Allen said...

All I want to know is this. When Madame Schori jetted to England and crossed their provincial border to insert herself at their General Synod, which archbishop invited her; Canterbury or York?

One would think that ENS would prudently mention that, but oddly not one word of an invitation...just that she went.

And...let's remember this the next time that she yelps that a bishop from England came to America without her permission. Oh, wait. They haven't, have they?

She just keeps on breaking more and more impressive ground all the time.

Anonymous said...

Lakeland Two - If a church where you don't "leave your brain at the door" shouldn't use talking points, then it follows that the relentless use of talking points by CANA churches must require such leaving of the brain. Certainly that was my experience with them.

Anam Cara said...

BabyBlue said...

"I have no problem in being in communion with the Episcopal Church. I believe the leadership has walked away from the foundations of the church, but there still remains many who are standing firm for the Gospel. With two provinces in North America (as there are multiple provinces in other parts of the communion) people have choice."

I think now I see the problem. You have long said that you are an Episcopalian - and yet you have joined an Anglican church that voted to leave the Episcopal Church. I could never quite figure that out. But now I see. It is that you don't really understand the concept of being in communion with someone.

Yes, I am sure there are people who stand firm for the gospel who have not left the Episcopal church. But do you really realize what it means to be in communion with TEC? You are saying that you have common beliefs - that you ascribe to the same teachings. Not SOME beliefs, not SOME teachings, you are interchangeable. And yet, you do not think that TEC and Truro are interchangeable or you would not be where you are now. Or maybe you would be since one is just as good as the other if they are both in the exact same communion.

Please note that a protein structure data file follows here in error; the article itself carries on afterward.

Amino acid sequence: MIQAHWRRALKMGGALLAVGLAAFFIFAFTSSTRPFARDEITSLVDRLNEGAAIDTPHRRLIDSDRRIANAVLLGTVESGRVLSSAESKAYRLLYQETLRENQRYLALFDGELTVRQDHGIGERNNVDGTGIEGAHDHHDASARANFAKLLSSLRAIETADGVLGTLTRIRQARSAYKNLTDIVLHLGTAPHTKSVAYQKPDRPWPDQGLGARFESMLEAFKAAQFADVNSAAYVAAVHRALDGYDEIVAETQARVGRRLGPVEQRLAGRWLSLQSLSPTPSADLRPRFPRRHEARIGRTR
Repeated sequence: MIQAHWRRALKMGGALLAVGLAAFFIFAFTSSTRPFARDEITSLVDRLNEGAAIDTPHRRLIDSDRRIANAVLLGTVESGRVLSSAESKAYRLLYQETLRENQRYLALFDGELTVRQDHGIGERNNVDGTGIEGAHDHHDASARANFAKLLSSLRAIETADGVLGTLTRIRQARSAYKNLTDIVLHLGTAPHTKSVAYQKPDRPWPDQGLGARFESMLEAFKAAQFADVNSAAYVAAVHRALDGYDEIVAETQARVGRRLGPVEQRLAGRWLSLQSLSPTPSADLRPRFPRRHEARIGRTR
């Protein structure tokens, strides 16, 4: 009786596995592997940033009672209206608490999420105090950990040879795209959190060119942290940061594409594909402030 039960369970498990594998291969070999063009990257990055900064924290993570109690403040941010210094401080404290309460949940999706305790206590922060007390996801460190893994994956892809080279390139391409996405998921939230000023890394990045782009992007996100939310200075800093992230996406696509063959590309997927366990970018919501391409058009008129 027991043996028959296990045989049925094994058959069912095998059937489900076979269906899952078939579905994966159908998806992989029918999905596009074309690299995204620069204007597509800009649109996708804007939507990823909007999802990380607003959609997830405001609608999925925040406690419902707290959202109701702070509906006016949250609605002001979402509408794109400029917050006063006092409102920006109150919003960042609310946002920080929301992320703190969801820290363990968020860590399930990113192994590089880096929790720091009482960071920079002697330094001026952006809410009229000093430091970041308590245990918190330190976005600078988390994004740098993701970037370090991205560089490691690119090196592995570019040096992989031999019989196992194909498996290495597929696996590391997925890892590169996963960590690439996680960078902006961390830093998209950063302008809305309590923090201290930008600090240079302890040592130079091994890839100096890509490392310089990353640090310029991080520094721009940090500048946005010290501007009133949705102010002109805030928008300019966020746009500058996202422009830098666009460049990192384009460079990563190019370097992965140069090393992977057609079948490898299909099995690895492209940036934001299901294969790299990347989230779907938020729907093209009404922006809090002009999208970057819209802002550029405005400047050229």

Communion with is the same as saying a=b.

Sorry, BB, but you can't have it both ways. You are in communion with the beliefs of TEC or you are not. Which is it?

And sadly, if a=b and b=c, then a=c. And there in lies the problem of the Anglican Communion. At one time, they all did have the same beliefs and doctrines. They did equal one another. But then one thing after another happened to break that communion as one belief after another changed in some of the churches. First came the ordination of women, then ordination of homosexuals, then woman bishops, then homosexual bishops. The entire Anglican Communion does not accept this - the Anglican Communion is not in communion with the churches in itself. As for actually being in communion, it doesn't exist! And various bishops are beginning to see this. In less than a generation there will be no Anglican Communion left. It is already disintegrating.

When the end comes for the Anglican Communion, you will have to pick one to be a part of. No more, I am an Episcopalian but also Anglican or vice versa. Just which beliefs do you espouse and who are you actually in communion with?

Anonymous said...

Ralph: It is not unlikely that one result from the appellate proceedings is a remand to the trial court. If the synod recognizes ACNA as being in communion with the Church of England, I will be pleased if we never hear about the action of the Synod in any of the property disputes. I would be delighted if you are correct about this.

In my church, we had not been compelled in any way to drift away from the Gospel and no one had threatened our children or grandchildren (I have only the former, none of the latter). So that issue really didn't have any bearing on our situation. A large number of people left nonetheless.


Scout

Anonymous said...

Allen: I thought the big issue with observing provincial boundaries was provinces overseas establishing congregations and parishes in dioceses of the Episcopal Church. As you may be aware, certain African provinces not only established mission churches in the United States, but in some cases actively cooperated with clerical and vestry elements in existing parishes to foment secessionist sentiment and to take over property that had been previously controlled by the Episcopal Church. I think it's obvious why it is an undesirable thing for provinces to act in such a manner. Is this what you are afraid the Presiding Bishop is up to in England?